This week, let’s break down the different pieces to a prospect research profile. If you need to create one yourself and have never completed prospect research before, here’s an outline to get you started and guide you through the process of piecing together a profile.
The Prospect Profile
- NAME: Always include the full name (including any honorific titles or suffixes), address and contact information in the beginning. I know, duh, right? Well, having the full name with any distinguishing titles or suffixes is a quick reminder to the reader using the profile. Format is up to you, but I like to use this information as a header.
- PHOTO: If you can find it, include a photo. It’s great to put a face to a name – especially if this is a new guest at an event.
- CONNECTION TO YOUR ORGANIZATION: Use this section to outline how this individual is connected to your organization, why you are researching this person and any giving history to your organization. Perhaps a trustee gave you the name or you found it through your own data-mining – either way, make note of it.
- BIOGRAPHICAL INFORMATION: This section can include age, birth date, where they reside, spouse name, children’s names, and any other information that is personal in nature (such as lifestyle indicators, interests or hobbies).
- EDUCATION: This one is self-explanatory. Include as much detail as you can find about each degree, major, graduation date and college or university. High school information can also be important because it may link the prospect back to a trustee’s hometown or even your own!
- NONPROFIT AFFILIATIONS: List past and present affiliations to other organizations, whether board members or volunteers. This section is great for finding common links between your prospect and others. Maybe you will see patterns such as the individual being heavily involved in healthcare. This can get tedious but it’s so important!
- HONORS AND AWARDS: List any recognition the individual has received. These could be honoree of a gala, listing in the top lawyers of the state report, volunteer award, or any other way the prospect has been recognized. Tip: It’s a great ice-breaker or way to (re)open communication if you find a recent award for which the development officer can congratulate their prospect!
- PROFESSION: Here, include the title, name of the company and contact information of the company of the individuals current position. Also include either as bullet points or as a narrative, a (complete as possible) career history. Another feature to this section, which could also be one of its own, is a list of current and past corporate or professional boards (e.g. trade associations, companies, etc.). Here is where you can find some great connections. You can always note connections to your board in this section.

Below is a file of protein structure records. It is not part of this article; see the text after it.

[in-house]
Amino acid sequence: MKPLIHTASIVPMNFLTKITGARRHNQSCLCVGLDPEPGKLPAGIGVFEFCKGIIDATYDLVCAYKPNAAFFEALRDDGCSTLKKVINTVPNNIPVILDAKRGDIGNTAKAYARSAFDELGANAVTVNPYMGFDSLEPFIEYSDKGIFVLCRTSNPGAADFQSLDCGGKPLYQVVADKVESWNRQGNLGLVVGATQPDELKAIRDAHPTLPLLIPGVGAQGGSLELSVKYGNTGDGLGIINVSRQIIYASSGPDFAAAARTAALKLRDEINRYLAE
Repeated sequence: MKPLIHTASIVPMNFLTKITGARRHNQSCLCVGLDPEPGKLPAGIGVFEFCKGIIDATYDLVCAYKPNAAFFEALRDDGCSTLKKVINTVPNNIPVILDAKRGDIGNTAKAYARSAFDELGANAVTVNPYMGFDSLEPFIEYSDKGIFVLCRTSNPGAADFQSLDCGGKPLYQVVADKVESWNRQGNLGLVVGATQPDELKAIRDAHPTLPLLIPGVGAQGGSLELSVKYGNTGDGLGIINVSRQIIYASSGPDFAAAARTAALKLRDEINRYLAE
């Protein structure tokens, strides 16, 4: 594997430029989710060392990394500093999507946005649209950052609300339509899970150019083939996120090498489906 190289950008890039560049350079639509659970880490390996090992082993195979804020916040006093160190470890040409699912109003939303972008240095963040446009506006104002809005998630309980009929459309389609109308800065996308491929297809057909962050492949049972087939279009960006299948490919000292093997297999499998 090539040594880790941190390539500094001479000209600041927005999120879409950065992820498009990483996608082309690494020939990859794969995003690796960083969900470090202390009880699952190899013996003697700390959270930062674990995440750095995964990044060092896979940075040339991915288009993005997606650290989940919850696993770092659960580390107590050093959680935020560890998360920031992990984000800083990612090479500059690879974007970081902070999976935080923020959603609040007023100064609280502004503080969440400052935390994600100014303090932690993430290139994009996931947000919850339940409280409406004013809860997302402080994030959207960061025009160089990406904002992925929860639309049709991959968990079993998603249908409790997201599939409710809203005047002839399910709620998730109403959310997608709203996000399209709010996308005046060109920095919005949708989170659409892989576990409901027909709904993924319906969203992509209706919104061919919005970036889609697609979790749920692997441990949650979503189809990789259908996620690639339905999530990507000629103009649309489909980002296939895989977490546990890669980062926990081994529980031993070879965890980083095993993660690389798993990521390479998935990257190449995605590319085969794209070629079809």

- REAL ESTATE: This is where the wealth estimates come in. Include all real estate owned by the individual and follow your organization’s policy for joint ownership, sole proprietor business owners, and spouse ownership. I like to include the address, date of purchase and price, mortgage information (if available), taxes and an estimated value.
- SALARY: This can be tricky. Some salaries are public – such as those who are insiders of public companies – and others are not. If all else fails, you can list an estimate in the field, as long as it is noted as such.
- STOCK HOLDINGS: Make sure to include the name, amount and value as of the day you are evaluating. Stock prices can change rapidly, so the date of the valuation is very important.
- OTHER WEALTH INDICATORS: Anything that sticks out that doesn’t fit into another category, include here. Maybe the prospect has a really expensive hobby or has a private jet. This can be a fun section if you find the information.
- NET WORTH ESTIMATE: This is the number everyone is looking for. Include a range based on the wealth indicators you found and your organization’s policy for rating. Include your rationale for coming to these conclusions.
- FOUNDATION AFFILIATIONS: Is your prospect the president of a family foundation or a trustee for a large grant-maker? Include the information here about the organization, assets and types of grants they provide.
- PUBLIC GIVING HISTORY: Here, include all giving history you can find for donations given to organizations other than your own. This helps to determine if an individual gives to a certain type of organization (which may or may not be a fit for your organization) and how much.
- PROPENSITY: Summarize an estimated amount and type of gift the prospect could make, based on your entire report findings.
- AFFINITY: Summarize the likelihood to give to YOUR organization and for what, based on what you found in your research.
- SOURCES: And last but not least, include a list of the sources you used to create your prospect profile (e.g. databases, website links, news articles).
Well, there you have it – all of the aspects that I like to include in a full prospect profile. Is it a little overwhelming? Maybe you don’t need THAT much detail? Feel free to create a template that works for your organization and fits your needs.
If you could use a hand in creating your own template, learning how to locate the information noted above, or just want someone to do the research for you, reach me at firstname.lastname@example.org!